Posts Tagged ‘reconciliation’

“I am not my belief system.”

Just watched a video that put words to something I’ve been feeling for a while now.  It’s a conversation between Spencer Burke and Tim King about several aspects of religion including the presence of doomsday scenarios in most of the world’s religions and the propensity to convert a person of a different belief system rather than contribute to his or her worldview.  I urge you to check this video out … it’s only 5 minutes long, and it touches on some issues that will become more and more important to grasp as our reality becomes more and more pluralistic.  I don’t believe these are purely reactionary principles (to the reality of pluralism), I’m beginning to see that viewing reality from this vantage point actually contributes to a better way of living. As Tim King says, when we back up and realize that we are not our belief systems (our belief systems are actually pointers — not “the point” — to a higher reality), we can meet with others beyond our belief systems and begin to realize not just peace, but celebration.  That’s the kind of life I want to live.  Thoughts welcome, as always!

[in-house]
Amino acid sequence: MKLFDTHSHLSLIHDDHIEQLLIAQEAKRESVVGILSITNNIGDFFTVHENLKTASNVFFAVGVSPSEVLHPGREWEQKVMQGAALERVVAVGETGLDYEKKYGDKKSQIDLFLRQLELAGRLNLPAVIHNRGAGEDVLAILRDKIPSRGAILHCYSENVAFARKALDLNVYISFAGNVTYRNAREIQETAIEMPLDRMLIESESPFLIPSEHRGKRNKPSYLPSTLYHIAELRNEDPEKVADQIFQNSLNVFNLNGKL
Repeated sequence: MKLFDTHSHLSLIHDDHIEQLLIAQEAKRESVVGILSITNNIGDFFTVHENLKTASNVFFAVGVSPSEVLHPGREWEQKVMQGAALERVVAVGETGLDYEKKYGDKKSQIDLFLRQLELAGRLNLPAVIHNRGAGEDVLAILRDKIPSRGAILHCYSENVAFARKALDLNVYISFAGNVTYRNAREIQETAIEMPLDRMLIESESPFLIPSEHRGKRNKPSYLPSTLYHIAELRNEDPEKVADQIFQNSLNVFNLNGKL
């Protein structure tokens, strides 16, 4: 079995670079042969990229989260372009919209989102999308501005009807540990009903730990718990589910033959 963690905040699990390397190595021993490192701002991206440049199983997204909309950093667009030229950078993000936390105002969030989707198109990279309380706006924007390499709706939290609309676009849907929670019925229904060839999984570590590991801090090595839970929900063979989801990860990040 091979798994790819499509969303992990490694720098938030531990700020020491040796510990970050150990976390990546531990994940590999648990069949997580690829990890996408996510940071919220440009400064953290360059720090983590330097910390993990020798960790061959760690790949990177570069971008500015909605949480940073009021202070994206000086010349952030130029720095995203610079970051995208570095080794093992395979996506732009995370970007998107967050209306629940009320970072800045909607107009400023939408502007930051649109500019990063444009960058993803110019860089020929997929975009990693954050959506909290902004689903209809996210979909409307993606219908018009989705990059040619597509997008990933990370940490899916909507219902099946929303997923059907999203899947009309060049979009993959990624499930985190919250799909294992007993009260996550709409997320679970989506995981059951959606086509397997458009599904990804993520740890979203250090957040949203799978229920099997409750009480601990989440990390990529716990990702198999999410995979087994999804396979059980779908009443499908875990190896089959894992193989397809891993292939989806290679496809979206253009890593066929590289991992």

Sorry, but I can’t figure out how to embed this type of video. You’ll have to click over to another page to view the video. Link.

Break Bread.

Sometimes, advertising just flat-out gets it right.

As in the case of the Panera Bread ad that appeared in Thursday’s USA Today.  It’s a vision of a day in which polar opposites, bitter enemies, “lions and lambs” sit down together.  Of course, Christians know this day is on its way, and that our joy is seeing glimpses of this reconciliation in the here and now.

Here’s the ad … let me know if you can’t read the text:

Break Bread.

Since it’s Christmas, this reminds me of the poignant story of German and British soldiers who called a “Christmas Truce” in the trenches of World War I, climbing out of their fox holes to drink wine, share cigarettes, and sing carols.

Breaking bread. There may not be a more important act in the universe, especially when it facilitates reconciliation.  May it be so this Christmas.